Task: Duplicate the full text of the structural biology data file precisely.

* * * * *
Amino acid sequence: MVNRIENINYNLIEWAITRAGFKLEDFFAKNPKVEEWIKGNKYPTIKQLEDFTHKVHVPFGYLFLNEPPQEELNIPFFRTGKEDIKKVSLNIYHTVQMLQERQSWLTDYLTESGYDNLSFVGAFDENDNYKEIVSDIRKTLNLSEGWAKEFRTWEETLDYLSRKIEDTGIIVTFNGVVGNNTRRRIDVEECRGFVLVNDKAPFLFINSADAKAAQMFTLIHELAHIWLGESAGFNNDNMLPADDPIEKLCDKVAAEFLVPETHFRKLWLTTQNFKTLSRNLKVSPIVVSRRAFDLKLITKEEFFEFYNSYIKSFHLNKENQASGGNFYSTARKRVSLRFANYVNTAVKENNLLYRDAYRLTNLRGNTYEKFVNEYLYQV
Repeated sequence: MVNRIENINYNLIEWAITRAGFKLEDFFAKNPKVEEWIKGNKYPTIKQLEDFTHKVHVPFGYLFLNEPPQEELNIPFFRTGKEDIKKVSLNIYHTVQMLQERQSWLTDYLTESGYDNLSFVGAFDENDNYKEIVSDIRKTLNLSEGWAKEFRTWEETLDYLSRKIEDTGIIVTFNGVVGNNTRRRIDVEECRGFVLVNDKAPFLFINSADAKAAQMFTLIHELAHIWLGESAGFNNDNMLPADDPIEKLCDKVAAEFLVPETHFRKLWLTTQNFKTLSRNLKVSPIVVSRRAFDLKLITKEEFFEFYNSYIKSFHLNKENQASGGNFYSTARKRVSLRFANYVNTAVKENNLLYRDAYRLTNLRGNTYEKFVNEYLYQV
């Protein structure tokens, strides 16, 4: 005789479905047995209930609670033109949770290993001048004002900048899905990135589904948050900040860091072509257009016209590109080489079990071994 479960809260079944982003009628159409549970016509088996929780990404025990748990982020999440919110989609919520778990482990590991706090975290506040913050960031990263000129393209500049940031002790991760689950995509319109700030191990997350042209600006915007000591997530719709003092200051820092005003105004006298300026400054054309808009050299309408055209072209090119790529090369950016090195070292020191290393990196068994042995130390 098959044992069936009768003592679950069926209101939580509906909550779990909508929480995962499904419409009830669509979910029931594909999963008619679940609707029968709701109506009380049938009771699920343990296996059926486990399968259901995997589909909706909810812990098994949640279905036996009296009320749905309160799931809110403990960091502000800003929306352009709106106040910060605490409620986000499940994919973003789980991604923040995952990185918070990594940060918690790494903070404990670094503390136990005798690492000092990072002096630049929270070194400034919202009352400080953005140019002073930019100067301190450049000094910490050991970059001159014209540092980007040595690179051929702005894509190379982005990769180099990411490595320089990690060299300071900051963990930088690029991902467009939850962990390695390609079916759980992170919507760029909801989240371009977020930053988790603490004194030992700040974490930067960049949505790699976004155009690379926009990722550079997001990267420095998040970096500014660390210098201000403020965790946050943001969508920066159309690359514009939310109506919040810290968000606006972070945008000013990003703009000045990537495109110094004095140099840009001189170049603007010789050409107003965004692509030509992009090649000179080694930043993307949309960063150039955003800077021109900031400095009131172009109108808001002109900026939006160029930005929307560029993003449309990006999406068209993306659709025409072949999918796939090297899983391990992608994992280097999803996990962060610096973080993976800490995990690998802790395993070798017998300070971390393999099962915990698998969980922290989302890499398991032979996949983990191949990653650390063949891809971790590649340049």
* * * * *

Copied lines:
Amino acid sequence: MVNRIENINYNLIEWAITRAGFKLEDFFAKNPKVEEWIKGNKYPTIKQLEDFTHKVHVPFGYLFLNEPPQEELNIPFFRTGKEDIKKVSLNIYHTVQMLQERQSWLTDYLTESGYDNLSFVGAFDENDNYKEIVSDIRKTLNLSEGWAKEFRTWEETLDYLSRKIEDTGIIVTFNGVVGNNTRRRIDVEECRGFVLVNDKAPFLFINSADAKAAQMFTLIHELAHIWLGESAGFNNDNMLPADDPIEKLCDKVAAEFLVPETHFRKLWLTTQNFKTLSRNLKVSPIVVSRRAFDLKLITKEEFFEFYNSYIKSFHLNKENQASGGNFYSTARKRVSLRFANYVNTAVKENNLLYRDAYRLTNLRGNTYEKFVNEYLYQV
Repeated sequence: MVNRIENINYNLIEWAITRAGFKLEDFFAKNPKVEEWIKGNKYPTIKQLEDFTHKVHVPFGYLFLNEPPQEELNIPFFRTGKEDIKKVSLNIYHTVQMLQERQSWLTDYLTESGYDNLSFVGAFDENDNYKEIVSDIRKTLNLSEGWAKEFRTWEETLDYLSRKIEDTGIIVTFNGVVGNNTRRRIDVEECRGFVLVNDKAPFLFINSADAKAAQMFTLIHELAHIWLGESAGFNNDNMLPADDPIEKLCDKVAAEFLVPETHFRKLWLTTQNFKTLSRNLKVSPIVVSRRAFDLKLITKEEFFEFYNSYIKSFHLNKENQASGGNFYSTARKRVSLRFANYVNTAVKENNLLYRDAYRLTNLRGNTYEKFVNEYLYQV
């Protein structure tokens, strides 16, 4: 005789479905047995209930609670033109949770290993001048004002900048899905990135589904948050900040860091072509257009016209590109080489079990071994 479960809260079944982003009628159409549970016509088996929780990404025990748990982020999440919110989609919520778990482990590991706090975290506040913050960031990263000129393209500049940031002790991760689950995509319109700030191990997350042209600006915007000591997530719709003092200051820092005003105004006298300026400054054309808009050299309408055209072209090119790529090369950016090195070292020191290393990196068994042995130390 098959044992069936009768003592679950069926209101939580509906909550779990909508929480995962499904419409009830669509979910029931594909999963008619679940609707029968709701109506009380049938009771699920343990296996059926486990399968259901995997589909909706909810812990098994949640279905036996009296009320749905309160799931809110403990960091502000800003929306352009709106106040910060605490409620986000499940994919973003789980991604923040995952990185918070990594940060918690790494903070404990670094503390136990005798690492000092990072002096630049929270070194400034919202009352400080953005140019002073930019100067301190450049000094910490050991970059001159014209540092980007040595690179051929702005894509190379982005990769180099990411490595320089990690060299300071900051963990930088690029991902467009939850962990390695390609079916759980992170919507760029909801989240371009977020930053988790603490004194030992700040974490930067960049949505790699976004155009690379926009990722550079997001990267420095998040970096500014660390210098201000403020965790946050943001969508920066159309690359514009939310109506919040810290968000606006972070945008000013990003703009000045990537495109110094004095140099840009001189170049603007010789050409107003965004692509030509992009090649000179080694930043993307949309960063150039955003800077021109900031400095009131172009109108808001002109900026939006160029930005929307560029993003449309990006999406068209993306659709025409072949999918796939090297899983391990992608994992280097999803996990962060610096973080993976800490995990690998802790395993070798017998300070971390393999099962915990698998969980922290989302890499398991032979996949983990191949990653650390063949891809971790590649340049």